Advertisement

Issues of Scale in Conservation Biology

  • Reed F. Noss

Abstract

So often, the solution to a problem is overlooked because it requires a fundamentally different way of looking at things. Once the problem is seen in a new light, the resolution is obvious, and we wonder how we could have ever been so stupid. Is it possible to identify “new lights” at the outset, and then proceed to determine which might best illuminate the problem at hand?

Keywords

Conservation Biology Natural Disturbance Patch Dynamic Animal Liberation Natural Disturbance Regime 
These keywords were added by machine and not by the authors. This process is experimental and the keywords may be updated as the learning algorithm improves.

Preview

Unable to display preview. Download preview PDF.

Unable to display preview. Download preview PDF.

Literature Cited

  1. Allen, T.F.H., Starr, T.B. 1982. Hierarchy: Perspectives for ecological complexity. Chicago: University of Chicago Press.Google Scholar
  2. Bormann, F.H., Likens, G.E. 1979. Pattern and process in a forested ecosystem. New York: Springer-Verlag.CrossRefGoogle Scholar
  3. Callicott, J.B. 1980. Animal liberation: A triangular affair. Environ. Ethics 2: 311–38.Google Scholar
  4. Callicott, J.B. 1986. On the intrinsic value of nonhuman species. In The preservation of species: The value of biological diversity, ed. B.G. Norton, 138–72. Princeton, N.J.: Princeton University Press.Google Scholar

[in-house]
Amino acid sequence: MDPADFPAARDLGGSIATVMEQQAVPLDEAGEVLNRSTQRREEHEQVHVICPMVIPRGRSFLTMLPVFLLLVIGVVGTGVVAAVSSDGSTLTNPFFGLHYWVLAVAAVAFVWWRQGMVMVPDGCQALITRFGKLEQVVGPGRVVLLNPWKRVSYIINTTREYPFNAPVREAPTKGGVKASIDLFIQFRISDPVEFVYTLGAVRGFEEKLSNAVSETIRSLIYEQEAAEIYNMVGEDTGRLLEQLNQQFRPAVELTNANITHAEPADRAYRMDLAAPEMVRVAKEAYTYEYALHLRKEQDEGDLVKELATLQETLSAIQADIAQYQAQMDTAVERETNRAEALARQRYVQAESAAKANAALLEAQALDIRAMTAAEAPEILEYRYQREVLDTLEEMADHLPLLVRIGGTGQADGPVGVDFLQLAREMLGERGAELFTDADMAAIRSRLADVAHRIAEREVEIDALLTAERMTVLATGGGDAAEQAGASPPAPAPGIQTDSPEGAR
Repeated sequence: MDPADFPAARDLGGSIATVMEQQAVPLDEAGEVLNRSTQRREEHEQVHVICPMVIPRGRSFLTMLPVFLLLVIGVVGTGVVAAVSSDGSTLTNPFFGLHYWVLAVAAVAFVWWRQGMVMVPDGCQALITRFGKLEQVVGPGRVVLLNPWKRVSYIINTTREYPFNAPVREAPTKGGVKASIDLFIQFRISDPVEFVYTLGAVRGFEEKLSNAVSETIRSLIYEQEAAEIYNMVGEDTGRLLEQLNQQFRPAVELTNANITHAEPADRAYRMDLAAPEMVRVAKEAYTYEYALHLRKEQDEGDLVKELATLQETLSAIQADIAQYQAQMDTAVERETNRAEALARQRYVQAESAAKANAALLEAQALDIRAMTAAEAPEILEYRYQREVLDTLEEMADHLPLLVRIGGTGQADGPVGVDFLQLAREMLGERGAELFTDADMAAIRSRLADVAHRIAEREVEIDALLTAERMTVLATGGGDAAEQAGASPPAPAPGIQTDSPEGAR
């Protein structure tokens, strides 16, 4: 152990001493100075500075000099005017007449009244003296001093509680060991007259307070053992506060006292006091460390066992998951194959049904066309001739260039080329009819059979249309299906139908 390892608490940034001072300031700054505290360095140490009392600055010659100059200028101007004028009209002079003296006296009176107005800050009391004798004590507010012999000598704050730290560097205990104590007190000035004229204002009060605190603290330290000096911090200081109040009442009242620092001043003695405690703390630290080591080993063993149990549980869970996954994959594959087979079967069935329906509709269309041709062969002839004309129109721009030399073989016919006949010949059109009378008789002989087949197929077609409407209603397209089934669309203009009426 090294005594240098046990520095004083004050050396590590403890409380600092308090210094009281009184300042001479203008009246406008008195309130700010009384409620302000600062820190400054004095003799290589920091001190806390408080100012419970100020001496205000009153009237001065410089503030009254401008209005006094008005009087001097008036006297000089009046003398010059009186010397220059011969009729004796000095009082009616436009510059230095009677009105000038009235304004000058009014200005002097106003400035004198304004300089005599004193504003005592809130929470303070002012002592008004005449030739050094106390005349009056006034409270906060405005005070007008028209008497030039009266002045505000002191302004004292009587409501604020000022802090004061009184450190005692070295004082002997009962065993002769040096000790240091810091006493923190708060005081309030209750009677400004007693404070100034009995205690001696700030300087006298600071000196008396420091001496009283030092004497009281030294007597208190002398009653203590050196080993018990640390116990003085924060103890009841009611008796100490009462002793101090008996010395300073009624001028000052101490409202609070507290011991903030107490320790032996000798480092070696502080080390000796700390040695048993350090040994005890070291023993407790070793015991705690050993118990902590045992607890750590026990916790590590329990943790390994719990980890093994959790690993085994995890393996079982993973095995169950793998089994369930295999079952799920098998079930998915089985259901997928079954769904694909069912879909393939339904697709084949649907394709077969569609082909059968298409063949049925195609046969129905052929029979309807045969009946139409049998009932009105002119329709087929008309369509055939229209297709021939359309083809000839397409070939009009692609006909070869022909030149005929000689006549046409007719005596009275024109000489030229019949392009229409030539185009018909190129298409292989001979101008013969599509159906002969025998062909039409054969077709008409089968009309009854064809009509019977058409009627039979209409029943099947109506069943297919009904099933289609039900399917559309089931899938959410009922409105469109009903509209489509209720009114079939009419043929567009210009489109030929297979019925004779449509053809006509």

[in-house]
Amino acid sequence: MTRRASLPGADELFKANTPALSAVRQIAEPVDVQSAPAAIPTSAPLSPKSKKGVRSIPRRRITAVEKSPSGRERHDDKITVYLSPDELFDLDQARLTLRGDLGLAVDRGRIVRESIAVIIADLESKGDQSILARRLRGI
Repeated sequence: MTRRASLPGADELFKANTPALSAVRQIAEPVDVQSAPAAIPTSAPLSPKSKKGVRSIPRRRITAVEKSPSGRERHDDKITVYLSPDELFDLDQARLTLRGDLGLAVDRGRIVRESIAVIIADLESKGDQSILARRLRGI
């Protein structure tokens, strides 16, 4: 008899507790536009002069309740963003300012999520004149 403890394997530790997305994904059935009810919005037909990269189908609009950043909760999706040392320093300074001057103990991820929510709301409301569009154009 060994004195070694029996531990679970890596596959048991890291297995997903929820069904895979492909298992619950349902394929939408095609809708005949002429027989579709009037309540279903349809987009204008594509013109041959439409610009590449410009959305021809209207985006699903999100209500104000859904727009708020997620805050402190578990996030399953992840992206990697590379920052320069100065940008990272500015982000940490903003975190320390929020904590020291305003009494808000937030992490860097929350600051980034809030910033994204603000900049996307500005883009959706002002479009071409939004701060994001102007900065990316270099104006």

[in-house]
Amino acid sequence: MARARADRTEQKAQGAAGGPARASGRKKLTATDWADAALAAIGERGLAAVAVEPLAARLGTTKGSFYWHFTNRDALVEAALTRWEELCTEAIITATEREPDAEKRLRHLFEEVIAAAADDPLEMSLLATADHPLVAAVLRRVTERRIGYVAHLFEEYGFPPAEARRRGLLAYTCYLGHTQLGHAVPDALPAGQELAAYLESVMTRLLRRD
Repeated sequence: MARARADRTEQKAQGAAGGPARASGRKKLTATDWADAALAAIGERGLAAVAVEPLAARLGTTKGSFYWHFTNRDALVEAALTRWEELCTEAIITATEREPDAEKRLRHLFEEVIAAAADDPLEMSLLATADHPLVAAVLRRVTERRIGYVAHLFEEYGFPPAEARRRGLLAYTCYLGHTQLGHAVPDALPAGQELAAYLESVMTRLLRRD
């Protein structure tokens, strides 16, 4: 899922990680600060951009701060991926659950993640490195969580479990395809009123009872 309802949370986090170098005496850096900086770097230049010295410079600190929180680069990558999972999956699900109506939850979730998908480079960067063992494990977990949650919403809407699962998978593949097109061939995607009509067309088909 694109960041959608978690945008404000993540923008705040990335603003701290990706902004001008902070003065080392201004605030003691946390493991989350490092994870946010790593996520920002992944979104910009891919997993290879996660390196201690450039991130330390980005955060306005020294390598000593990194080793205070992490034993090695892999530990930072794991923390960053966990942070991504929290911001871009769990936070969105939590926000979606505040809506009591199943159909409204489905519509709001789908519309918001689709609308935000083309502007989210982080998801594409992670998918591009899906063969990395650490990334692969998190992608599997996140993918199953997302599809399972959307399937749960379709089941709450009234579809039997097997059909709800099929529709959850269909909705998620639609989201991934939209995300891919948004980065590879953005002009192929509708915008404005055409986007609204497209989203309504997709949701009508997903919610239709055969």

5. Callicott, J.B. 1987. The conceptual foundations of the land ethic. In Companion to a Sand County Almanac: Interpretive and critical essays, ed. J.B. Callicott, 186–217. Madison: University of Wiscons in Press.Google Scholar
  6. Cooper, W.S. 1913. The climax forest of Isle Royale, Lake Superior, and its development. Bot. Gaz. 55:1–44, 115–140, 189–235.Google Scholar
  7. Darwin, C. 1871. The descent of man and selection in relation to sex. London: Murray.CrossRefGoogle Scholar
  8. Davis, M.B. 1981. Quaternary history and the stability of forest communities. In Forest succession: Concepts and applications, ed. D.C. West, H.H. Shugart, and D.B. Botkin, 132–53. New York: Springer-Verlag.Google Scholar
  9. Ehrlich, P., and A. Ehrlich. 1981. Extinction: The causes and consequences of the disappearance of species. New York: Random House.Google Scholar
  10. Frankel, O.H., Soulé, M.E. 1981. Conservation and evolution. Cambridge: Cambridge University Press.Google Scholar
  11. Hunter, M.L., Jacobson, G.L., Webb, T. 1988. Paleoecology and the coarse- filter approach to maintaining biological diversity. Cons. Biol. 2: 375–85.CrossRefGoogle Scholar
  12. Kellert, S.R. 1986. Social and perceptual factors in the preservation of animal species. In The preservation of species: The value of biological diversity, ed. B.G. Norton, 50–73. Princeton, N.J.: Princeton University Press.Google Scholar
  13. Lennartz, M. 1989. Reply to Edward C. Fritz. Nat. Areas J. 9: 4.Google Scholar
  14. Leopold, A. 1949. A Sand County almanac. New York: Oxford University Press.Google Scholar
  15. Means, D.B. 1987. Impacts on diversity of the 1985 Land and Resource Management Plan for National Forests in Florida. Report to The Wilderness Society. Washington, D.C.: The Wilderness Society.Google Scholar
  16. Menges, E.S. 1988. Conservation biology of Furbish’s lousewort. Final report to Region 5, U.S. Fish and Wildlife Service. Indianapolis: Holcomb Research Institute, Butler University.Google Scholar
  17. Naess, A. 1986. Intrinsic value: Will the defenders of nature please rise? In Conservation biology: The science of scarcity and diversity, ed. M.E. Soulé, 504–15. Sunderland, Mass.: Sinauer.Google Scholar